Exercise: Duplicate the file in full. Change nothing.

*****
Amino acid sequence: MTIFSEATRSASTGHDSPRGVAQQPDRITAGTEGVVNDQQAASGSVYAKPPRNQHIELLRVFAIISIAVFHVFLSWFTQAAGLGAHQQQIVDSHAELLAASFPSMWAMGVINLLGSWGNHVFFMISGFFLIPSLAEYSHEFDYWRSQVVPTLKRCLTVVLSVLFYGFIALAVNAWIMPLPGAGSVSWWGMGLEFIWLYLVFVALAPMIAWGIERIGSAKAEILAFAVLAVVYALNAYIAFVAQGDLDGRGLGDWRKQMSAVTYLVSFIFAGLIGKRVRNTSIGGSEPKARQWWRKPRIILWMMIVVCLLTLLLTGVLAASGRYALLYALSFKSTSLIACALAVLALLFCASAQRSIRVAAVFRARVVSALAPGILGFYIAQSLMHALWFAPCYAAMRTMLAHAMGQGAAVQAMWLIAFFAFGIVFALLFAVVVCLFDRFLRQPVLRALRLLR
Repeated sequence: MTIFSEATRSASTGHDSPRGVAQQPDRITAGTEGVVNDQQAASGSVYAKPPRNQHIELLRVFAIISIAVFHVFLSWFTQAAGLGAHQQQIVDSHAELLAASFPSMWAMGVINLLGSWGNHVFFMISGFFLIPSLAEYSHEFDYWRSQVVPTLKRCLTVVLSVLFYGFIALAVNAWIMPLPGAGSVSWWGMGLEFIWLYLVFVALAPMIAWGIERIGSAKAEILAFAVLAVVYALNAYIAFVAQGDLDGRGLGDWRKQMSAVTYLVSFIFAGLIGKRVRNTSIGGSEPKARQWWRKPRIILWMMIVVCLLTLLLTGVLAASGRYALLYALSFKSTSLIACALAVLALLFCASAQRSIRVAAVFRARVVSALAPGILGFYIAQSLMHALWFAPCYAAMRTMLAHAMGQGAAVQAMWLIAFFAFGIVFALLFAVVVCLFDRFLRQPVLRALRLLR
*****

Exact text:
Amino acid sequence: MTIFSEATRSASTGHDSPRGVAQQPDRITAGTEGVVNDQQAASGSVYAKPPRNQHIELLRVFAIISIAVFHVFLSWFTQAAGLGAHQQQIVDSHAELLAASFPSMWAMGVINLLGSWGNHVFFMISGFFLIPSLAEYSHEFDYWRSQVVPTLKRCLTVVLSVLFYGFIALAVNAWIMPLPGAGSVSWWGMGLEFIWLYLVFVALAPMIAWGIERIGSAKAEILAFAVLAVVYALNAYIAFVAQGDLDGRGLGDWRKQMSAVTYLVSFIFAGLIGKRVRNTSIGGSEPKARQWWRKPRIILWMMIVVCLLTLLLTGVLAASGRYALLYALSFKSTSLIACALAVLALLFCASAQRSIRVAAVFRARVVSALAPGILGFYIAQSLMHALWFAPCYAAMRTMLAHAMGQGAAVQAMWLIAFFAFGIVFALLFAVVVCLFDRFLRQPVLRALRLLR
Repeated sequence: MTIFSEATRSASTGHDSPRGVAQQPDRITAGTEGVVNDQQAASGSVYAKPPRNQHIELLRVFAIISIAVFHVFLSWFTQAAGLGAHQQQIVDSHAELLAASFPSMWAMGVINLLGSWGNHVFFMISGFFLIPSLAEYSHEFDYWRSQVVPTLKRCLTVVLSVLFYGFIALAVNAWIMPLPGAGSVSWWGMGLEFIWLYLVFVALAPMIAWGIERIGSAKAEILAFAVLAVVYALNAYIAFVAQGDLDGRGLGDWRKQMSAVTYLVSFIFAGLIGKRVRNTSIGGSEPKARQWWRKPRIILWMMIVVCLLTLLLTGVLAASGRYALLYALSFKSTSLIACALAVLALLFCASAQRSIRVAAVFRARVVSALAPGILGFYIAQSLMHALWFAPCYAAMRTMLAHAMGQGAAVQAMWLIAFFAFGIVFALLFAVVVCLFDRFLRQPVLRALRLLR